Students start out with easy exercises that build a foundation for learning.  Then, as the student progresses, more difficult activities are added.  In essence, it is like building a house.  That proper foundation must be put into place before higher level (executive functioning) skills can be easily performed.

Few people realize that the brain has plasticity no matter what the age and that by performing specific exercises over and over new neural pathways are formed. For children with dyslexia, this is crucial. By performing these activities over and over again, new pathways are formed and the swimming, moving, or crooked images in the dyslexic child's brain will be stilled.

Have you ever taken the time to ask dyslexic students how they view the world? For starters, their world is in motion. They view the world as if it is a motion picture. Or, it may be upside down, slanted, or wavy.  These kids might actually tell you that the words on their papers are wiggling.  For most, it is a scary world because it isn't holding still. These are the students who retreat by failing to step out into the world because it is moving and they can't find a safe way to navigate. Others might be bolder, trying to keep up with the motion of their world. These are the active kids who are often wrongly misdiagnosed as having ADHD (Attention Deficit Hyperactivity Disorder). Often they are medicated, which does nothing to steady their spinning world, but it can keep them calm and quiet so that they aren't a nuisance to anyone.

Students with dyslexia have gifts and talents that go unnoticed and unappreciated. Since their world is viewed differently than most people's, they have so much to contribute. But first, we need to help them still the motion in their brains so that they can succeed in school and become contributing members of society.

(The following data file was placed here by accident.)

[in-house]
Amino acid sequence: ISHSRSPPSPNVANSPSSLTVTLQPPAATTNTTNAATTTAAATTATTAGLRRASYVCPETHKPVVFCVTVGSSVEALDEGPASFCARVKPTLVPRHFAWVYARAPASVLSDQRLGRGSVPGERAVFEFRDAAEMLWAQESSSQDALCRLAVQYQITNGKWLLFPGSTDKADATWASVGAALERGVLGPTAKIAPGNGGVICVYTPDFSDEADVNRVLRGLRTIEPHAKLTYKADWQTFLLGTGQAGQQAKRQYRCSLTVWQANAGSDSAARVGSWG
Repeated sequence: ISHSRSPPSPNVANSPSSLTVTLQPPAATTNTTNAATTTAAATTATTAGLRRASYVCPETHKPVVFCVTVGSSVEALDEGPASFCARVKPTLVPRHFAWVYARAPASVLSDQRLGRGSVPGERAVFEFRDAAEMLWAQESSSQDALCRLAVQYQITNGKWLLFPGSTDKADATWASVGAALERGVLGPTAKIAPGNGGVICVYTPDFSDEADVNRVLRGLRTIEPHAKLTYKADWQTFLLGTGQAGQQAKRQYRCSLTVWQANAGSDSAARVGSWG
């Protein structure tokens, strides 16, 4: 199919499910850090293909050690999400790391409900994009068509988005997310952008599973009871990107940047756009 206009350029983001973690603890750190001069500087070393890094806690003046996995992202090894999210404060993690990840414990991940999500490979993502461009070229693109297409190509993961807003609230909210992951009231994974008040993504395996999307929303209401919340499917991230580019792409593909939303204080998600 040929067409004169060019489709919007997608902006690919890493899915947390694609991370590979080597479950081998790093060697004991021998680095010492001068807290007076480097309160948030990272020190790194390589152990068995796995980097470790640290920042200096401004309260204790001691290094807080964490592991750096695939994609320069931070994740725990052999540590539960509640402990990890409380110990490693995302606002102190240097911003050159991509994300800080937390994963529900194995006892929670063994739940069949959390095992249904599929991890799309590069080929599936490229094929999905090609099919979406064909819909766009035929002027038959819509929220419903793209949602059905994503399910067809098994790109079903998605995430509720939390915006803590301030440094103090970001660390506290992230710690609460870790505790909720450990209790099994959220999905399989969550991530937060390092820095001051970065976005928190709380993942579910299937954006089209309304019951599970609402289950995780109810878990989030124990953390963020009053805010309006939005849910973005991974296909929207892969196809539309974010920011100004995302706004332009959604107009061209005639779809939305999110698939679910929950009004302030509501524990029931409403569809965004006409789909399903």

Have you ever wondered if you child or student has dyslexia?  One in five does, so that means that in any given classroom, approximately six to seven students have dyslexia.  Sadly, it is often not diagnosed since these dyslexic students are truly intelligent.

Following is a list of symptoms of dyslexia.  Take a look at the list and check to see if your student might just be one of these students.

Does the child:

  • have a high oral vocabulary but cannot translate it into reading or writing?
  • seem to be in a “fog” a lot of the time – spacing out or daydreaming?
  • write and read letters or words backward after the first grade?
  • have an unorganized desk,backpack,or room?
  • have excellent long term memory but can’t remember simple instructions or details?
  • exhibit an extreme difference between ability and achievement?
  • have a family history of learning problems or dyslexia?
  • learn to read by memorizing words?
  • spell phonetically or inconsistently?
  • have a difficult time with 2-3 step directions?
  • have a difficult time reading small sight words such as “the” and “an”?
  • display poor “sounding out” skills when reading?
  • skip lines when reading?
  • have a difficult time with left and right?
  • have a difficult time with rhyming?
  • hate school?
  • have trouble telling time with a clock with hands?
  • have inaccurate and labored oral reading?
  • have an extremely fast or slow processing of information speed?
  • either act out or withdraw in response to learning pressure?
  • have messy handwriting?
  • grip his/her pencil tightly or incorrectly?
  • think of elaborate excuses to avoid school work?
  • learn best by doing something instead of listening or watching?
  • exhibit gifts in other areas such as art, singing, social skills?
  • have a poor self-esteem?
  • seem to have problems with vision but eye exams come out normal?
  • have trouble reading with small print but does better with larger print?
  • appear to be extremely sensitive or perceptive?
  • make circles incorrectly, usually starting at the bottom?
  • have a difficult time processing oral directions?